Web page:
Town of Rome, Maine

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RSU 18 Rome Director's April 2019 Update

Update in pdf


 This note reflects exclusively my personal perspective as your Rome Town RSU 18 School Director. It in no way or manner represents the perspective of the Superintendent or the School Board. I am speaking strictly for myself in order to provide you with information. You are encouraged to access the RSU 18 web site and to contact the Superintendent for information.


Important:

Wednesday May 1 Messalonskee Middle School 7 PM school budget hearing

Thursday May 16 Messalonskee High School 6 Pm Public School Budget hearing (& vote!)

 

Everyone,


It’s budget time again. I support the 2019/2020 school budget. However it has implications for us in Rome.


First – academic performance of the entire district has been improving. We are not where we want to be, however there are good signs that the Administration, under Superintendent Carl Gartley, is driving educational excellence hard. They may indeed be able to ultimately make RSU 18 one of the academically leading school districts in Maine. It is going to take time, but we seem to be on the right path. That would be very meaningful for our Rome students and their future lives! Academic excellence is important for their future lives & careers.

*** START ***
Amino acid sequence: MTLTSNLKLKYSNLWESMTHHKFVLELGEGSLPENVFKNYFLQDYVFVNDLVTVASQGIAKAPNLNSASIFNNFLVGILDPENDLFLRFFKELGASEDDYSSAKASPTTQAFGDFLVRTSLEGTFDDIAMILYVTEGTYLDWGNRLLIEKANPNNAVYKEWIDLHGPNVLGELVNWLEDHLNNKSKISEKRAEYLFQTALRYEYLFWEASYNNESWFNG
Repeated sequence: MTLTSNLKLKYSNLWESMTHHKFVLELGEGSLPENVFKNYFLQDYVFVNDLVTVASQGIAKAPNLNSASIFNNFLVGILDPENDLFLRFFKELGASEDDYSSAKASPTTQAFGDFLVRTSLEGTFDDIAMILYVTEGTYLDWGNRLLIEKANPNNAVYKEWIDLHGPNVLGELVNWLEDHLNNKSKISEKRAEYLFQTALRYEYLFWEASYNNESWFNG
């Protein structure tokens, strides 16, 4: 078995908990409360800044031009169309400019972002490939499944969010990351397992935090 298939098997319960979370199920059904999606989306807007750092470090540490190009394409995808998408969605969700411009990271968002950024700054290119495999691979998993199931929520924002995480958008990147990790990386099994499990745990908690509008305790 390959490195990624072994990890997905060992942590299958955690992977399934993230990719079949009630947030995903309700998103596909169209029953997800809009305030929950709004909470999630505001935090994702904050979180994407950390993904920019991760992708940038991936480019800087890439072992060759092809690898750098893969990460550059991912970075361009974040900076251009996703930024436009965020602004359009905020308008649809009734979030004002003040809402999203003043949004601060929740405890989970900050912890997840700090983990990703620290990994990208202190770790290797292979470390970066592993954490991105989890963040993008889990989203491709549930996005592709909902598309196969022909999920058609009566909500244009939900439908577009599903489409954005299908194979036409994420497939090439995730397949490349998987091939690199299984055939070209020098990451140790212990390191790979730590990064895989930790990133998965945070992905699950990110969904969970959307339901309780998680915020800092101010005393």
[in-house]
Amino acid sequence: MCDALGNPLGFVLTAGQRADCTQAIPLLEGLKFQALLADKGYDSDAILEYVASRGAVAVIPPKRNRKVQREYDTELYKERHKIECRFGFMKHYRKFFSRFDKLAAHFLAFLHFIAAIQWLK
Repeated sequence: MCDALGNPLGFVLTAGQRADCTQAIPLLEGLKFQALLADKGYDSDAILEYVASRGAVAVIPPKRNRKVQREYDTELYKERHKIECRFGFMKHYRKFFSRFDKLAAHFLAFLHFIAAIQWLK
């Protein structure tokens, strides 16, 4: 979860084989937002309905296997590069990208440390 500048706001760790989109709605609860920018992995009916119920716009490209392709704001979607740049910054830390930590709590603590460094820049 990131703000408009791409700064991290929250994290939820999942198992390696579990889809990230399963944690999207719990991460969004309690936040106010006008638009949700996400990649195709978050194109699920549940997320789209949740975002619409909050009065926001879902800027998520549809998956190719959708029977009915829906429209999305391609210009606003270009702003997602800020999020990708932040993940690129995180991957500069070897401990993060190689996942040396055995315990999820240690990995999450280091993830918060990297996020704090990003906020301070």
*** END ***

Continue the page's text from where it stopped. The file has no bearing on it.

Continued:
In that light, and consistent with the money in the recent bond issue for fire safety upgrades, building maintenance tasks and the new athletic fields, the proposed budget increase as a whole is 2.83%. So that increase is reasonable.


Interestingly, from the state DOE website, the student numbers in Rome (which is the data the RSU uses for all towns) for the last 4 years has been


FY 16  132.5 students

FY 17  121 students

FY 18  130 students

FY 19  140 students


So Rome has had a 19 student increase over the past two years (a 16% increase).


For Rome, because our student count has gone up, because our relative property valuations seem to be increasing versus the other four towns and because of how the “additional local funds” are allocated (75% by property valuation, 25% by student count) I calculate that our taxes will increase by 12.4% versus last year.